Figure 5 is the simplest of the DHW systems. The advantages of this system are:
- It can be repeated for an unlimited number of nodes in a large facility.
- It has flexible setpoints to facilitate any end-use condition.
- No water streams ever mix together, so fluctuating pressures, temperatures, or flows are not a concern.
- Because there are localized heat sources at each node, if the heater fails or is down for maintainence, only the local loop is down and not the whole system.
- Maintenance is minimized since there are no pumps, control systems, etc.
- Piping and control requirements are minimized.
The disadvantages of the system depicted in Figure 5 are:
- There is no loop recirculation, so in a large facility requiring long loop distances, hot water is not readily available at the faucets. This could be remedied much like a residential system that has a recirculation pump installed and a bypass line at the end of the piping system.
- In large facilities, the main piping is typically in a tunnel or crawl space. Using gas water heaters in confined spaces presents other ventilation, safety, and code issues.
- There are no energy savings to reclaim, such as a mixing station with recirculating unused return hot water (although this could be accomplished by using a return loop back into the inlet piping of the heater).
We do not specifically promote any of these systems or variations of them. Each design has advantages and disadvantages. A rule of thumb is trying to keep it as simple as possible for controllability without sacrificing energy or owner requirements. The reality is that TMVs, PRVs, and pumps all have requirements that are sometimes overlooked in the design phase. We have tested PRVs that have minimum pressure differential requirements to control the leaving pressure properly. The same concerns apply to TMVs and the temperature relationships between the inlet conditions and the outlet controlled condition. Pressures fluctuations or large pressure differentials at the inlets have affected the performance of the TMVs as well.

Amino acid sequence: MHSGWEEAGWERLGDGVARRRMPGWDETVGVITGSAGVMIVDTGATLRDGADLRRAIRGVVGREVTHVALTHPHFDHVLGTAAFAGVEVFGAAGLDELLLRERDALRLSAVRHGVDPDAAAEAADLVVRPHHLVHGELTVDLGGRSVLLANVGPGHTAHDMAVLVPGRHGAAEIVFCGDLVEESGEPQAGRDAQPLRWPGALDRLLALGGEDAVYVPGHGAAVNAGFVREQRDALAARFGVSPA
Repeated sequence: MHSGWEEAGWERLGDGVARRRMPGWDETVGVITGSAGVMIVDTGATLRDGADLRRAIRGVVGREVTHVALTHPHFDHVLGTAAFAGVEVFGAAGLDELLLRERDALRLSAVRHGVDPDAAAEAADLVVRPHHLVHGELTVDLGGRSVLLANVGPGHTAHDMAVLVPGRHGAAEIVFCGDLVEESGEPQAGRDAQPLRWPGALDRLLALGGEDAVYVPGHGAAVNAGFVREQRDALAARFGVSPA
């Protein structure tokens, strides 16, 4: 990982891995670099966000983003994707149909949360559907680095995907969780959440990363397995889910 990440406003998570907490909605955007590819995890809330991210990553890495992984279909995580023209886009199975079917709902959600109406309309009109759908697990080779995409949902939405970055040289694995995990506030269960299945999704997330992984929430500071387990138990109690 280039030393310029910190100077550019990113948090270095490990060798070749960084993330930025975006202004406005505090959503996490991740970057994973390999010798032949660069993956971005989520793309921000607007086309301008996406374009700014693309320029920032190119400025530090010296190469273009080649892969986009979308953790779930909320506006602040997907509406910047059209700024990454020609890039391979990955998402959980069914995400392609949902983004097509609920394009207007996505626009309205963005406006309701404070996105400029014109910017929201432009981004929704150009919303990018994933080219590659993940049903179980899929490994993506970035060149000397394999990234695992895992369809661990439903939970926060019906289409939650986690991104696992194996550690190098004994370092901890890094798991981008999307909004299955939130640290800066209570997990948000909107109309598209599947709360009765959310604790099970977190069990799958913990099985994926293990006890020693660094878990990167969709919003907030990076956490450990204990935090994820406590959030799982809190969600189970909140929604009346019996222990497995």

The actual valve (TMV and PRV) requirements for the valve to operate properly are often overlooked. The manufacturers of TMVs publish a required minimum temperature differential across the valve for proper controllability. PRVs often require a minimum pressure differential for proper control of the leaving pressure. If these parameters are not considered in the design phase and maintained in the building, the equipment will have difficultly controlling the desired setpoints.
Care should be taken when planning what type of mixing or control station will be selected to provide a constant water source at the required temperature. Facilities have encountered major issues with DHW systems that affect not only the temperature at a restroom faucet, but the ability to provide a safe and reliable system to serve laundries, fitness centers, and kitchens.
Miller is the branch manager of Engineered Air Balance. He is a certified test and balance engineer (TBE) with the Associated Air Balance Council, a certified Commissioning Authority with AABC Commissioning Group, an active member of ASHRAE, and has experience with professional TAB services since 1983.